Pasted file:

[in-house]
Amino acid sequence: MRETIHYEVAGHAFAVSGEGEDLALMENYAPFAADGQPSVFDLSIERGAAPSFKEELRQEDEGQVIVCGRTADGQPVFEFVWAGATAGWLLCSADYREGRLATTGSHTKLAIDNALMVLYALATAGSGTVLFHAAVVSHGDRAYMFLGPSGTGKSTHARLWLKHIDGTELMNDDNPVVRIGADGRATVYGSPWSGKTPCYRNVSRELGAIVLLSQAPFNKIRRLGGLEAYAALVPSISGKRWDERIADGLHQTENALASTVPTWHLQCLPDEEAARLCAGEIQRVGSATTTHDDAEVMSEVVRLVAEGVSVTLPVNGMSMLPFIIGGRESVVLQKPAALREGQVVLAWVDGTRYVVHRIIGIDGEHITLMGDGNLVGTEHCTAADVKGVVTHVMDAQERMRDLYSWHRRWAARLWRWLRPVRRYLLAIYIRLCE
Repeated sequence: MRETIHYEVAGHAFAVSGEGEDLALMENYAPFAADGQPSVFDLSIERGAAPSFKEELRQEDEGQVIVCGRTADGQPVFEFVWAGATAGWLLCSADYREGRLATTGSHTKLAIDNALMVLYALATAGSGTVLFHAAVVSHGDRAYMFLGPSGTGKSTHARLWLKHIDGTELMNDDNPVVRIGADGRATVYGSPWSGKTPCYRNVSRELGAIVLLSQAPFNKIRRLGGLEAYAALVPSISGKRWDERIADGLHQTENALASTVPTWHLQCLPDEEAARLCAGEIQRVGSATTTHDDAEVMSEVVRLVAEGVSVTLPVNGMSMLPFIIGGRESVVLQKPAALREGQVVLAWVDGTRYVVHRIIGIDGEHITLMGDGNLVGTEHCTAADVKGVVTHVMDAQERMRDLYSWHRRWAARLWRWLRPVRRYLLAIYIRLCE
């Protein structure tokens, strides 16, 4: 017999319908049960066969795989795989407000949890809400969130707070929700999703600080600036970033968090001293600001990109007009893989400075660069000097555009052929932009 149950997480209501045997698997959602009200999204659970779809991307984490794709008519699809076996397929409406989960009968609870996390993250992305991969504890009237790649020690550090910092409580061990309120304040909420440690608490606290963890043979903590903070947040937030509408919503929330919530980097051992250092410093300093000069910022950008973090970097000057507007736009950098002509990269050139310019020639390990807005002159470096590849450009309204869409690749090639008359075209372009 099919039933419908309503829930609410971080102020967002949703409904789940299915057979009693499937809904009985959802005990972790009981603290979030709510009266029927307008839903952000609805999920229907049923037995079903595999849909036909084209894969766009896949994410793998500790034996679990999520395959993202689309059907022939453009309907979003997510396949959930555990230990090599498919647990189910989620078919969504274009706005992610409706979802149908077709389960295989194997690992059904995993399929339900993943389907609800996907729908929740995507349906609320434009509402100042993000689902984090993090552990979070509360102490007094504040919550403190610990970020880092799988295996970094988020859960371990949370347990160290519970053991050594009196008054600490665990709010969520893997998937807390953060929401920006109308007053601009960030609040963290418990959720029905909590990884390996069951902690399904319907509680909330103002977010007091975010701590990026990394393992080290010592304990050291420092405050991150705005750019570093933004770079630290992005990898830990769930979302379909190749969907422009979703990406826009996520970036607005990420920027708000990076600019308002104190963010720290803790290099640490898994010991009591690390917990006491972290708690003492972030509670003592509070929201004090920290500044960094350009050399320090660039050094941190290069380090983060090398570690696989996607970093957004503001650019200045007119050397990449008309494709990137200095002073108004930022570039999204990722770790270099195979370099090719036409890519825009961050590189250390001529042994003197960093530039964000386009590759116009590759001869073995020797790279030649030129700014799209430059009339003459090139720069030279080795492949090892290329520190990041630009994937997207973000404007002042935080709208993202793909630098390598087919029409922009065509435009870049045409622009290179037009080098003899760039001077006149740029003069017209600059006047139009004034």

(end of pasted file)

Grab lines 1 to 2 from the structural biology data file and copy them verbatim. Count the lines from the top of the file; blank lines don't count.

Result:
[in-house]
Amino acid sequence: MRETIHYEVAGHAFAVSGEGEDLALMENYAPFAADGQPSVFDLSIERGAAPSFKEELRQEDEGQVIVCGRTADGQPVFEFVWAGATAGWLLCSADYREGRLATTGSHTKLAIDNALMVLYALATAGSGTVLFHAAVVSHGDRAYMFLGPSGTGKSTHARLWLKHIDGTELMNDDNPVVRIGADGRATVYGSPWSGKTPCYRNVSRELGAIVLLSQAPFNKIRRLGGLEAYAALVPSISGKRWDERIADGLHQTENALASTVPTWHLQCLPDEEAARLCAGEIQRVGSATTTHDDAEVMSEVVRLVAEGVSVTLPVNGMSMLPFIIGGRESVVLQKPAALREGQVVLAWVDGTRYVVHRIIGIDGEHITLMGDGNLVGTEHCTAADVKGVVTHVMDAQERMRDLYSWHRRWAARLWRWLRPVRRYLLAIYIRLCE